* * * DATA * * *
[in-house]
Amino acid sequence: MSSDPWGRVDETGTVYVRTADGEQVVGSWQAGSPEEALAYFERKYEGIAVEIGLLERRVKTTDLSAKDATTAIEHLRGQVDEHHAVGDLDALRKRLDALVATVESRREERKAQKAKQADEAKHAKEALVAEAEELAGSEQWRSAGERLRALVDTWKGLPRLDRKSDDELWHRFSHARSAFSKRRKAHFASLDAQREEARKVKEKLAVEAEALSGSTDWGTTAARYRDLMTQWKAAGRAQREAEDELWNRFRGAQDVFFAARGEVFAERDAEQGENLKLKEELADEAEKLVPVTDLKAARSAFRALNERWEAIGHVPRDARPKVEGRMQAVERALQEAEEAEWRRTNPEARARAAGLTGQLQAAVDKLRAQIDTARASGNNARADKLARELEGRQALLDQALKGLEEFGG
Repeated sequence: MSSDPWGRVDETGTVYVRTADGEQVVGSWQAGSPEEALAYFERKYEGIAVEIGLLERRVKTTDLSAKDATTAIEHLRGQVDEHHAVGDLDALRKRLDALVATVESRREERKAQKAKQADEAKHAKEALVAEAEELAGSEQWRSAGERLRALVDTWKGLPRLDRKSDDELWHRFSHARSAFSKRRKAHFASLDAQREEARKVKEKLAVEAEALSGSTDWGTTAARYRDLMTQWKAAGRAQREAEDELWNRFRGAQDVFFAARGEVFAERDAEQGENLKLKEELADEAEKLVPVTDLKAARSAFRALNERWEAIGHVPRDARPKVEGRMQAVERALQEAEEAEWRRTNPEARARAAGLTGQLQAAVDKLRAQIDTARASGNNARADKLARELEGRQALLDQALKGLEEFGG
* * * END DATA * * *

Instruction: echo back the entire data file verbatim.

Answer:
[in-house]
Amino acid sequence: MSSDPWGRVDETGTVYVRTADGEQVVGSWQAGSPEEALAYFERKYEGIAVEIGLLERRVKTTDLSAKDATTAIEHLRGQVDEHHAVGDLDALRKRLDALVATVESRREERKAQKAKQADEAKHAKEALVAEAEELAGSEQWRSAGERLRALVDTWKGLPRLDRKSDDELWHRFSHARSAFSKRRKAHFASLDAQREEARKVKEKLAVEAEALSGSTDWGTTAARYRDLMTQWKAAGRAQREAEDELWNRFRGAQDVFFAARGEVFAERDAEQGENLKLKEELADEAEKLVPVTDLKAARSAFRALNERWEAIGHVPRDARPKVEGRMQAVERALQEAEEAEWRRTNPEARARAAGLTGQLQAAVDKLRAQIDTARASGNNARADKLARELEGRQALLDQALKGLEEFGG
Repeated sequence: MSSDPWGRVDETGTVYVRTADGEQVVGSWQAGSPEEALAYFERKYEGIAVEIGLLERRVKTTDLSAKDATTAIEHLRGQVDEHHAVGDLDALRKRLDALVATVESRREERKAQKAKQADEAKHAKEALVAEAEELAGSEQWRSAGERLRALVDTWKGLPRLDRKSDDELWHRFSHARSAFSKRRKAHFASLDAQREEARKVKEKLAVEAEALSGSTDWGTTAARYRDLMTQWKAAGRAQREAEDELWNRFRGAQDVFFAARGEVFAERDAEQGENLKLKEELADEAEKLVPVTDLKAARSAFRALNERWEAIGHVPRDARPKVEGRMQAVERALQEAEEAEWRRTNPEARARAAGLTGQLQAAVDKLRAQIDTARASGNNARADKLARELEGRQALLDQALKGLEEFGG